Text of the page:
For Ama­zon, it’s biz as usual de­spite CEO drama

DNA Sunday (Mumbai) - - SECOND FRONT PAGE -

New York: First it was a heart-wrench­ing tweet that he and his wife were get­ting a di­vorce af­ter 25 years. Then a tabloid re­vealed that he’d been hav­ing an af­fair, re­leas­ing texts and pho­tos of him and his mis­tress.

As if ei­ther of those weren’t dis­tract­ing enough, now Jeff Be­zos — the world’s rich­est man and CEO of Ama­zon — is ac­cus­ing The Na­tional En­quirer in a blog post of try­ing to black­mail him by threat­en­ing to re­lease more in­ti­mate pho­tos of him un­less he calls off an in­ves­ti­ga­tion into how that in­for­ma­tion was ob­tained in the first place.

But de­spite the all-con­sum­ing per­sonal drama, an­a­lysts and ex­perts don’t ex­pect it to make much dif­fer­ence to Ama­zon it­self, the com­pany Be­zos has steered from an on­line book­store two decades ago to a world­wide jug­ger­naut.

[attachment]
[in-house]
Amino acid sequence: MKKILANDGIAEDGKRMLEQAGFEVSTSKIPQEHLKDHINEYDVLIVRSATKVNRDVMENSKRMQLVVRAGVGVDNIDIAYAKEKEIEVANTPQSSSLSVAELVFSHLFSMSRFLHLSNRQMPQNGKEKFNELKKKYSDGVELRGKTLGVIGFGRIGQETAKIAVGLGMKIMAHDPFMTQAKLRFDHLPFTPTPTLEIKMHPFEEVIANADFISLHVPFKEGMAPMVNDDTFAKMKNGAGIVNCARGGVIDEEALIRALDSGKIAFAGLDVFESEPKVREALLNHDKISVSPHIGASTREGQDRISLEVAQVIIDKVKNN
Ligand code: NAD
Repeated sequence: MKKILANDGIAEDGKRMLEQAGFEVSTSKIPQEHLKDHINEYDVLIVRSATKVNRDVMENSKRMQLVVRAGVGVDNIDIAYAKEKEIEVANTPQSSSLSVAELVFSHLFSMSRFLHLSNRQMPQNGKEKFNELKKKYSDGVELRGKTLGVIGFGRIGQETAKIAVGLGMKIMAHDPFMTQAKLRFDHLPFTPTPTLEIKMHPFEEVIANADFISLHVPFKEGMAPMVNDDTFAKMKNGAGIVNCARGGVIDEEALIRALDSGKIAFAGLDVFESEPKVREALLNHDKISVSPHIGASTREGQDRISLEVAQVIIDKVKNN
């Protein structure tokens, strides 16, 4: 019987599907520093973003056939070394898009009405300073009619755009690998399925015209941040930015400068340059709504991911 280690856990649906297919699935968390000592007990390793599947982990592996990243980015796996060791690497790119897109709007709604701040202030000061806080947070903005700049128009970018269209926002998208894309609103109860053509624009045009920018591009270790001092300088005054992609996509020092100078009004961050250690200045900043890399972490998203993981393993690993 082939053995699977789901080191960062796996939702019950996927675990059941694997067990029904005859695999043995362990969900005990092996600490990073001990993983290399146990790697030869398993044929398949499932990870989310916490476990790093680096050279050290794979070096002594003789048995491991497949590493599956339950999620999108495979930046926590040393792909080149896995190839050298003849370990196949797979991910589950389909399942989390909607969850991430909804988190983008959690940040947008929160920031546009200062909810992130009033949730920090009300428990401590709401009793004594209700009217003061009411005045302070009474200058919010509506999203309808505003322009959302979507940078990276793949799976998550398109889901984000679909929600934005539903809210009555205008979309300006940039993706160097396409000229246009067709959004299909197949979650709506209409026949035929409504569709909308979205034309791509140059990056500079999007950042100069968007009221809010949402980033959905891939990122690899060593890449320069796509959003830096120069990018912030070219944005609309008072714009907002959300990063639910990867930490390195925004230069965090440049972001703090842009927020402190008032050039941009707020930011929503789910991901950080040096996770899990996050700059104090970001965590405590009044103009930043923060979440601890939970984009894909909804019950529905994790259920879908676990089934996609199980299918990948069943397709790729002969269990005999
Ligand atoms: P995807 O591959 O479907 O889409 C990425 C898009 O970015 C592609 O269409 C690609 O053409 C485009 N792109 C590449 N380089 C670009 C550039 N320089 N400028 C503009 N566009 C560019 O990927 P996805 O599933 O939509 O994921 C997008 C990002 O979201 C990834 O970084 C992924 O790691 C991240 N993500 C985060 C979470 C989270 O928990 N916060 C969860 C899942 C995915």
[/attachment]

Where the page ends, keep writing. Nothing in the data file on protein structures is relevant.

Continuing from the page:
Michael Pachter, an an­a­lyst at Wed­bush Se­cu­ri­ties, es­ti­mates the im­pact on the com­pany to be “0.000 per­cent.” “I’m cer­tain in­vestors won’t care,” he said.

Oth­ers say Be­zos has been able to bal­ance his re­spon­si­bil­i­ties at the helm of the world’s largest on­line re­tailer while jug­gling other pur­suits: run­ning a space ex­plo­ration firm and own­ing the Wash­ing­ton Post, one of the na­tion’s most in­flu­en­tial news­pa­pers.

“He’s ex­traor­di­nar­ily driven,” says Chris McCabe, who used to work at Ama­zon.—AP

I founded Ama­zon in my garage 24 years ago, and drove all the pack­ages to the post of­fice my­self. To­day, Ama­zon em­ploys more than 6L peo­ple. Jeff Be­zos, in a blog

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